“He spun out from the word go. Really did,” Smith said.
Max Player, Storm the Court, Enforceable, Ny Traffic, Necker Island, Major Fed, Sole Volante, Winning Impression, Money Moves, Attachment Rate, and South Bend completed the order of finish. With a field of only 15, it was the shortest starting lineup since 1998.
Comparing this win to the others, Baffert said simply, “This is the weirdest.”
COVID-19 resulted in the race being rescheduled from its standard running on the first Saturday in May to the first Saturday in September. This was the first time since World War II in 1945 that the Derby was not run on its traditional date.
The pandemic also altered the scheduling of other races in the Triple Crown. The Belmont Stakes Presented by NYRA Bets (G1), usually the final leg in the series, was the first leg this year June 20. It was also shortened to 1 1/8 miles, a change that did not bother Tiz the Law, who made it one of his four graded stakes victories in 2020.
The Preakness Stakes (G1) at Pimlico Race Course, the regular second leg, was moved to last in the sequence and is set for Oct. 3.
The Derby, like the Belmont, was run without fans in attendance as a health measure. Preakness officials have announced that race will follow suit.
Breeders’ Cup officials have not made an announcement about fans for that two-day event at Keeneland Nov. 6-7, though it, too, could be affected by COVID-19.
Authentic is eligible for a $1 million bonus offered by Monmouth Park if he can win the Longines Breeders’ Cup Classic (G1) after his victories in the Haskell and the Derby.
Though fans were not allowed, track officials gave limited access to media, owners, and owners’ guests, joining essential track staff and trainers, assistants, grooms, and other caretakers.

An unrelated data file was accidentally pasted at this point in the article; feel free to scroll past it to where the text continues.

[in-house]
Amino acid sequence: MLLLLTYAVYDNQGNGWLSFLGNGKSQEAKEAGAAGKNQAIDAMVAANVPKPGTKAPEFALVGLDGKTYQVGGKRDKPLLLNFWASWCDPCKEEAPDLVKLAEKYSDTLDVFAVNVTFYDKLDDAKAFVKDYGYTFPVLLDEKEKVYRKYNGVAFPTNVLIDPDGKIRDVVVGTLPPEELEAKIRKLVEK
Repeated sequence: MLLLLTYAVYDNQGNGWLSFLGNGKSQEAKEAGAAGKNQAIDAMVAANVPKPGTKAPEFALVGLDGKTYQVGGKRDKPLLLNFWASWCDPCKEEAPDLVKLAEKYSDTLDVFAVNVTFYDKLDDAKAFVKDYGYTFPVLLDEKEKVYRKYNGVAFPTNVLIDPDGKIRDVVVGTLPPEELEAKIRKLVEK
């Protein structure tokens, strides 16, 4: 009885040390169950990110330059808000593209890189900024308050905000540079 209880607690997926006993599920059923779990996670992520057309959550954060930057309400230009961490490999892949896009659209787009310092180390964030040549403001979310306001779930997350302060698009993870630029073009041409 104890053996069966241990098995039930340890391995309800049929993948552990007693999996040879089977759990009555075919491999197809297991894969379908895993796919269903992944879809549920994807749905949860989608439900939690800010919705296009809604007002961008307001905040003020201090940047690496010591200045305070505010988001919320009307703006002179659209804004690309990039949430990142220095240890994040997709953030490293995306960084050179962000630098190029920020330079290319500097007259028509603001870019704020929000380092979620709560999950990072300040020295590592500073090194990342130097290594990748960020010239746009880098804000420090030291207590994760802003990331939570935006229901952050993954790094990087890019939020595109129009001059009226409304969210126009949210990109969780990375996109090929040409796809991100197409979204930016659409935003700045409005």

Meanwhile, outside the gates, protesters asked for justice for Breonna Taylor, a Black woman who was killed by Louisville police this year. The Derby, a focal point for the city and the state, provided a stage for their call for action.
The movement was not overlooked by Velazquez, who wore a band around his leg that read “Equality”—as did other riders.
Though Churchill Downs’ facility was closed to protesters, who were closely monitored by police along Central Avenue, the track acknowledged the call for social change. Announcer Travis Stone read a company message as the Derby field left the paddock, and a moment of silence was observed before the playing of “My Old Kentucky Home” by Churchill bugler Steve Buttleman.
The small crowd in attendance, mostly horsemen, applauded as the horses neared the starting gate, but the deafening roar of 150,000 fans was absent.
Despite the diminished Derby vibe, participants were thankful the race was run this year. It led to a defining moment for Baffert, an accomplishment noticed by his teenage son, Bode, who praised Authentic and took a moment to reflect on his father’s achievements.
“I’m so happy for him. He’s done such a good job,” Bode said. “He’s such a good dad to me. I’m just so happy for him right now.”